• Phase 1: Identification of failure modes through FTA.
  • Phase 2: Assessment of criticality using FMEA, where only the most critical failure modes will be selected.

Phase 1 and Phase 2 analyses will both be performed in a recursive way at three levels: system, component, and function:

  • The system is the technology transfer project as a whole.
  • The functions associated with the system are manufacturing process transfer and analytical methods transfer.
  • The components may be, for example, aspects of the manufacturing function, such as mixing, granulation, tabletting, coating, and packaging. Components of analytical methods transfer include analytical validation (partial or complete) and comparative testing.

Performing the risk assessment using a combination of FMEA and FTA is well explained in References 6 and 7.

Examples of areas where risk analysis would be very useful are in stability and in manufacturing process and equipment.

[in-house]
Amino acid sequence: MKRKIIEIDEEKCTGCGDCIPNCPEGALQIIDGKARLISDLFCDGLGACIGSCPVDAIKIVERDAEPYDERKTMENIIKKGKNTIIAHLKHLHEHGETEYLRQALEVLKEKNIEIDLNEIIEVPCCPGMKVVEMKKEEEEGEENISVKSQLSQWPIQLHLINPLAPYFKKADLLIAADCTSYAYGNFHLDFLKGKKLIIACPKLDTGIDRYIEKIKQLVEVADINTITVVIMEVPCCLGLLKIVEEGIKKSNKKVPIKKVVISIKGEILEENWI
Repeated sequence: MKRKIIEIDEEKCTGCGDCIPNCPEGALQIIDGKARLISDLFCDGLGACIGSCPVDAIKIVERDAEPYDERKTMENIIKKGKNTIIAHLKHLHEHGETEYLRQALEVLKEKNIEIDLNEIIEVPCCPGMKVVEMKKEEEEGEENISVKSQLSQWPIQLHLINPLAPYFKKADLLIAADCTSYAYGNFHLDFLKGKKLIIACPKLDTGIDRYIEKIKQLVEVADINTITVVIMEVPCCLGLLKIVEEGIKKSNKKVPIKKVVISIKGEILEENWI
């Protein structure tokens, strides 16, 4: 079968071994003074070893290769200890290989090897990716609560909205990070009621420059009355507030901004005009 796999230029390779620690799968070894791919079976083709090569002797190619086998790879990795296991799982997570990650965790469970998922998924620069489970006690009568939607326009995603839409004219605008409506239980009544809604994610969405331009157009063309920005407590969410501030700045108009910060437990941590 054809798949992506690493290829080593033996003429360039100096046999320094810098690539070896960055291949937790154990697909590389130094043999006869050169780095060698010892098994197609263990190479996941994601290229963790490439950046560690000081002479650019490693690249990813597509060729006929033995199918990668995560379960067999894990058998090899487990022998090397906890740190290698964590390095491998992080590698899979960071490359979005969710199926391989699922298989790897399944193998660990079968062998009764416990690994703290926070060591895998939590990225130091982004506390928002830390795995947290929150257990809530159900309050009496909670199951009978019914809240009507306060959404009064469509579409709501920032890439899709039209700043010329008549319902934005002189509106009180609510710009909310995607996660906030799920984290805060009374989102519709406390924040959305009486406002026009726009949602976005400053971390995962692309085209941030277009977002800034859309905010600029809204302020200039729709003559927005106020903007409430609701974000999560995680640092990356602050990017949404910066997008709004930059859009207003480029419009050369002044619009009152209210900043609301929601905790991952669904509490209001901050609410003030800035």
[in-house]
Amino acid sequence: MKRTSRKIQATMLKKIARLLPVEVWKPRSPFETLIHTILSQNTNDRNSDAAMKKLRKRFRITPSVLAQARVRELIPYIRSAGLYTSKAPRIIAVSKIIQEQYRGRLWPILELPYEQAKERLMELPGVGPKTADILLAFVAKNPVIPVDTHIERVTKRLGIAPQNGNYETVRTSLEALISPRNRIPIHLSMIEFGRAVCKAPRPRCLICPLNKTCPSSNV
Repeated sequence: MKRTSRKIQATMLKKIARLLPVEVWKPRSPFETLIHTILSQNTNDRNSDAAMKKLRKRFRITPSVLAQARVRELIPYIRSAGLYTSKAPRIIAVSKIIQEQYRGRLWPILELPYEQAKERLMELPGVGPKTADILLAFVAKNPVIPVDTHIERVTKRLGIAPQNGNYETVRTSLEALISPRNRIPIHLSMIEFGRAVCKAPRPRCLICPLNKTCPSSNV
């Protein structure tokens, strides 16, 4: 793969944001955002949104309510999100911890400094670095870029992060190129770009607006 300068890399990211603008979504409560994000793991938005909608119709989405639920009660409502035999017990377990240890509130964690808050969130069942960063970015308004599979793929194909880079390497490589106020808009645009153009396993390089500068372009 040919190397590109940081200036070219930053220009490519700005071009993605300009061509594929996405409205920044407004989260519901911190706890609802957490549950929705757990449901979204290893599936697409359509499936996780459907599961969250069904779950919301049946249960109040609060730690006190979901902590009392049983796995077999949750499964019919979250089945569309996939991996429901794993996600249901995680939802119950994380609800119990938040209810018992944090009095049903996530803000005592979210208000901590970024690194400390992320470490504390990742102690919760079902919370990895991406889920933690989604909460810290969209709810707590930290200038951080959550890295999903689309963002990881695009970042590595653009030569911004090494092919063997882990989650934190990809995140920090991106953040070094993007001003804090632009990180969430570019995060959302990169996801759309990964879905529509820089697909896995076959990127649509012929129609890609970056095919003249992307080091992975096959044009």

Stability data should be generated in principle from drug product made at the RU. On the other hand, in order to generate sufficient stability data, companies must spend time and money, and that might be an obstacle. However, with a science-based risk analysis, the tech transfer team may alleviate the work that needs to be done in this area. In fact, complex dosage forms are defined by the FDA as drug products that have complex release mechanisms, delivery systems, and manufacturing processes that are likely to be affected by the site transfer. Thus, if the applicant manages to demonstrate that the drug product transferred presents minor risk (e.g., an immediate release solid oral dosage form with high solubility), they can claim a site transfer without stability data at the RU (data will be submitted in the annual report).

The ISPE guideline for technology transfer proposes a risk-based classification of dosage forms that can be very helpful in elaborating a risk analysis.

Manufacturing Process and Equipment